John Coote was Bowman Professor of Physiology in autonomic neuroscience and cardiovascular control at the University of Birmingham until his retirement, and also a keen mountaineer (Fig. ).John Coote on a cycle ergometer during the Birmingham Medical Research Expeditionary Society trip to Nepal in October 1984 In 1969 after scaling the Bolivar Peak, one of the highest mountains in Venezuela, he lay badly injured on the snow‐swept peak for 10 h after his rope snapped minutes into the descent. This also resulted in the death of his two Venezuelan climbing companions who rested beside him. He was eventually rescued and went on to partake in many more expeditions to Nepal and Peru with the Birmingham Medical Research Expeditionary Society, and later with colleagues at Oxford where he made several major discoveries on processes underlying acclimatisation.As a medical student at the Royal Free Hospital in 1954, he registered as a pacifist and became a Conscientious Objector, and was sentenced to 3 years agricultural and hospital work in lieu of National Service. He returned to medical school but never completed his training.Instead physiology enthralled him, following an intercalated degree before completing his PhD in 1964. Here he developed an interest in the neural control of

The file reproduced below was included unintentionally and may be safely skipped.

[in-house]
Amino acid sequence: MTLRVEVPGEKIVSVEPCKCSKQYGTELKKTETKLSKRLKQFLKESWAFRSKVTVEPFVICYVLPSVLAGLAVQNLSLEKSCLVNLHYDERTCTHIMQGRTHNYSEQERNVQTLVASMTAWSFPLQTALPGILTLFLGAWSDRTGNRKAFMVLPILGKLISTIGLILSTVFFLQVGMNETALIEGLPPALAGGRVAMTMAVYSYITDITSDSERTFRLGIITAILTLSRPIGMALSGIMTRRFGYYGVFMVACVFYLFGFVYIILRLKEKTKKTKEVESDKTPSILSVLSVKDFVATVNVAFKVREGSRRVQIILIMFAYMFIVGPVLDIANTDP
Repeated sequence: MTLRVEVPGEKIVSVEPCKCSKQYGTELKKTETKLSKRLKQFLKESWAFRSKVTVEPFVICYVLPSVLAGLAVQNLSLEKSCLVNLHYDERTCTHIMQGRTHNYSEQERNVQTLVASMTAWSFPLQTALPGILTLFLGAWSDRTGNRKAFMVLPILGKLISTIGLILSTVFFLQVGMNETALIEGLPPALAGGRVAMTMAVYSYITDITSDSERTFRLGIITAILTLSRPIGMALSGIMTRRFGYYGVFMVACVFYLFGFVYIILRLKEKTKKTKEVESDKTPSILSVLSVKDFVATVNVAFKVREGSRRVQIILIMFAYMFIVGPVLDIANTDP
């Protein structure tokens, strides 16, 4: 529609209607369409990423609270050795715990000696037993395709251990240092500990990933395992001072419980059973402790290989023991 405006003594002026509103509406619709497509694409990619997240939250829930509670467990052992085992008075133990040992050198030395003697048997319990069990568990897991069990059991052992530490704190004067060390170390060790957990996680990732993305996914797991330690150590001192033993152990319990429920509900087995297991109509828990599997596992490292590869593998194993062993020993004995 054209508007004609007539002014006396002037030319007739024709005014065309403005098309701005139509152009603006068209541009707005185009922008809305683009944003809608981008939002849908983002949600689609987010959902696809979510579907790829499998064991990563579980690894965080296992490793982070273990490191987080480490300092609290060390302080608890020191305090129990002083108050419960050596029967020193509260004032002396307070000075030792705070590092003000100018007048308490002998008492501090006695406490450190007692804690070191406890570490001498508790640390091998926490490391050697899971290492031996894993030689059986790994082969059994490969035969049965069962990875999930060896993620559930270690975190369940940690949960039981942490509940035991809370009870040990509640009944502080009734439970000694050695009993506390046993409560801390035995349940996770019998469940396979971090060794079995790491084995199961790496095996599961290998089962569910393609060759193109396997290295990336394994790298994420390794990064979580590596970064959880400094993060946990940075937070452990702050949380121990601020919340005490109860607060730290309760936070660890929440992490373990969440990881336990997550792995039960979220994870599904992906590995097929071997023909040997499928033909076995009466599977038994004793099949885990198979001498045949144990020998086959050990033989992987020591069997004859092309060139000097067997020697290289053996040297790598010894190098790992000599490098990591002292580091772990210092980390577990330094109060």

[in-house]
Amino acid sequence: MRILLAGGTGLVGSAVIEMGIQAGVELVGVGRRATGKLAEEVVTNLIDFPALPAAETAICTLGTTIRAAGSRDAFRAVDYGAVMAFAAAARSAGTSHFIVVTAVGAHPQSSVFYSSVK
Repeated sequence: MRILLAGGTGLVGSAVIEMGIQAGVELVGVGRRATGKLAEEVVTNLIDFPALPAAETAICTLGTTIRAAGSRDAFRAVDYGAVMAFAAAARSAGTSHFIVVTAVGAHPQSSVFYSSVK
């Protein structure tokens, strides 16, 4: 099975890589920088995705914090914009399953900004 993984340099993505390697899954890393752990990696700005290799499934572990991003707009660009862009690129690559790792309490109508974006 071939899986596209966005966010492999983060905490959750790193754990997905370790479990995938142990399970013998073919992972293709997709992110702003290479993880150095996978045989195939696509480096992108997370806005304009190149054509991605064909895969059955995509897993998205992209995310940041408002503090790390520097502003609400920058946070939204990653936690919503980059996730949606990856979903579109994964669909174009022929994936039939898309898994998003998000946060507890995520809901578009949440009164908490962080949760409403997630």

The Journal of Physiology – Wiley
Published: Jan 15, 2018
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